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No star, among the countless myriads that twinkle over the sidereal fields of the night sky, shines so dazzlingly as the planet Venus – not even Sirius-Sothis, the dog-star, beloved by Isis. Venus is the queen among our planets, the crown jewel of our solar system. She is the inspirer of the poet, the guardian and companion of the lonely shepherd, the lovely morning and the evening star.
Thus there came to exist slandered stars and planets as well as slandered men and women. Too often are the reputation and fortune of one man or party sacrificed for the benefit of another man or party. As on earth below, so in the heavens above, and Venus, the sister planet of our Earth,1 was sacrificed to the ambition of our little globe to show the latter the "chosen" planet of the Lord. She became the scapegoat, the Azaziel of the starry dome, for the sins of the Earth, or rather for those of a certain class in the human family – the clergy – who slandered the bright orb, in order to prove what their ambition suggested to them as the best means to reach power, and exercise it unswervingly over the superstitious and ignorant masses.
Venus, characterised by Pythagoras as the sol alter, a second Sun, on account of her magnificent radiance – equalled by none other – was the first to draw the attention of ancient Theogonists. Before it began to be called Venus, it was known in pre-Hesiodic theogony as Eosphoros (or Phosphoros) and Hesperos, the children of the dawn and twilight. In Hesiod, moreover, the planet is decomposed into two divine beings, two brothers – Eosphoros (the Lucifer of the Latins) the morning, and Hesperos, the evening star.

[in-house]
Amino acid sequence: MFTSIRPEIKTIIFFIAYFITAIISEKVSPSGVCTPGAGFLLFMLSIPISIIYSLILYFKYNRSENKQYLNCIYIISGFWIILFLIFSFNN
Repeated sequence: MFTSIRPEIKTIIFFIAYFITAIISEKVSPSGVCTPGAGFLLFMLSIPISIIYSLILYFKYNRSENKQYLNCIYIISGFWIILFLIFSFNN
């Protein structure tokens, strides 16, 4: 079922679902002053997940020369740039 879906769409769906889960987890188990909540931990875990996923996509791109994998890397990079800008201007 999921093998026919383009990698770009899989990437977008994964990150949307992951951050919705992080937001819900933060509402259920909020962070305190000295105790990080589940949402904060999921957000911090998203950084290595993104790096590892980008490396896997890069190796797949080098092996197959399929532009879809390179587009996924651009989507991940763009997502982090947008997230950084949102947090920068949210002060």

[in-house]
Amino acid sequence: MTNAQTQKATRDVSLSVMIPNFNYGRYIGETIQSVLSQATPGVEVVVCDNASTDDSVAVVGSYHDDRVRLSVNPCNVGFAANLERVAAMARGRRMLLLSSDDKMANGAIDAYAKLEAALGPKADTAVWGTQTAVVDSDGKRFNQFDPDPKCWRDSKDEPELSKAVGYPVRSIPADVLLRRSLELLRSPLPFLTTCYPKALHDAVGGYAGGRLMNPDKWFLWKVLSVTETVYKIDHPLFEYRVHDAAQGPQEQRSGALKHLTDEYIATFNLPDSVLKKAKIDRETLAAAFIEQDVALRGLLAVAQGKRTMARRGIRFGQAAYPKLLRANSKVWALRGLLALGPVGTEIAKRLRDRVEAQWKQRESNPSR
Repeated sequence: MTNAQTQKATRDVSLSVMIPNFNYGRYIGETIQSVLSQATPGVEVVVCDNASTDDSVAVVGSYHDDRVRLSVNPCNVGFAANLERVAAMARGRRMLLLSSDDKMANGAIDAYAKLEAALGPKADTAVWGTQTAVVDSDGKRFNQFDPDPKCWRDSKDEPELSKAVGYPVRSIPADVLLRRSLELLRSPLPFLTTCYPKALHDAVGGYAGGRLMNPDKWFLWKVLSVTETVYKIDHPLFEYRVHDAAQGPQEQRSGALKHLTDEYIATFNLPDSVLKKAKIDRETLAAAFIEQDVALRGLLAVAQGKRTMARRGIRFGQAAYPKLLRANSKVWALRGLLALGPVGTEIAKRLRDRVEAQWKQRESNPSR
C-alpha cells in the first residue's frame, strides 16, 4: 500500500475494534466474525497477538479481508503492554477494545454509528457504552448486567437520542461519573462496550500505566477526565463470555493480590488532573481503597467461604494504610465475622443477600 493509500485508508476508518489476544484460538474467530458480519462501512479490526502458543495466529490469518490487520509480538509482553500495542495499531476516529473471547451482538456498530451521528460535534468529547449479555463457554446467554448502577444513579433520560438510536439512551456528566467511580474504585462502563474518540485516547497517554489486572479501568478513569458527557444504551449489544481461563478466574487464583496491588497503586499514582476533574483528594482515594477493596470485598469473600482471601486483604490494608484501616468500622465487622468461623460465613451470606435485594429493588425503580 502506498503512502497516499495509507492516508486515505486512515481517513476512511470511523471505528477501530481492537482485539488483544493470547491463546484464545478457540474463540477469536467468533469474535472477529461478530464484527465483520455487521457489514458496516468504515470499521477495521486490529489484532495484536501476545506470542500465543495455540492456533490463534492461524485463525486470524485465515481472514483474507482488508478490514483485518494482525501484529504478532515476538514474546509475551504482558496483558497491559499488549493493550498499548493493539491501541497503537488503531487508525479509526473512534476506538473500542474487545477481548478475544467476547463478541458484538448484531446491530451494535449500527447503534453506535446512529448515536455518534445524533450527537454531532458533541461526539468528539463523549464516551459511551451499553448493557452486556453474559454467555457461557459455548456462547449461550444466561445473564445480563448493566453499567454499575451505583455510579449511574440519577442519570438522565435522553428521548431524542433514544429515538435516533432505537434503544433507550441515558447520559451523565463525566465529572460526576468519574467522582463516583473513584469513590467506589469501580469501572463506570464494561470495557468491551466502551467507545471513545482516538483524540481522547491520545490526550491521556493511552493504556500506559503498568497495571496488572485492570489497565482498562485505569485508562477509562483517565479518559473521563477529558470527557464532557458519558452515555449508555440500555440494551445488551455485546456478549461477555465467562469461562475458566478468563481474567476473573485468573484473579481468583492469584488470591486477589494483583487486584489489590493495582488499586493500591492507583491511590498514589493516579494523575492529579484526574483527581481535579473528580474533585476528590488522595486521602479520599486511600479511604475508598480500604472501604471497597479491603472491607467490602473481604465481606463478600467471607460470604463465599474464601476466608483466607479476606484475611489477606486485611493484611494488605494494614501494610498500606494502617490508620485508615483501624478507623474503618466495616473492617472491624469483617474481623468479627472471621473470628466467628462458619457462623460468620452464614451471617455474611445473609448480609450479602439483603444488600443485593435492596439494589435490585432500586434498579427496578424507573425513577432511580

Venus, with its boiling-hot surface, doesn't seem a likely place to find ET. But a new paper argues not only that Venusian clouds could harbor microbial life, but also that the life there could potentially hitch a ride aboard the solar wind to Earth. The possibility for microbial life on Venusian clouds has been suggested before, though it's still not widely thought to be likely. However, the assertion that this life could potentially float from Venus to Earth is novel, and contentious.
"We point out that Venus and Earth are very close in terms of proximity," Chandra Wickramasinghe told SPACE.com. "There are occasions where Venus and Earth are aligned, which would be the best possible time for any exchange of material from Venus to Earth."
The last such alignment took place in 2004 and the next will happen in 2012, he said.
Originally posted by ChemBreather
Yep, no one believes what I say, so , but it will be clear soon !!
Moon , Venus and Iapetus are not from here..But mainstream science say it is ... So, Im stopped arguing much about it ...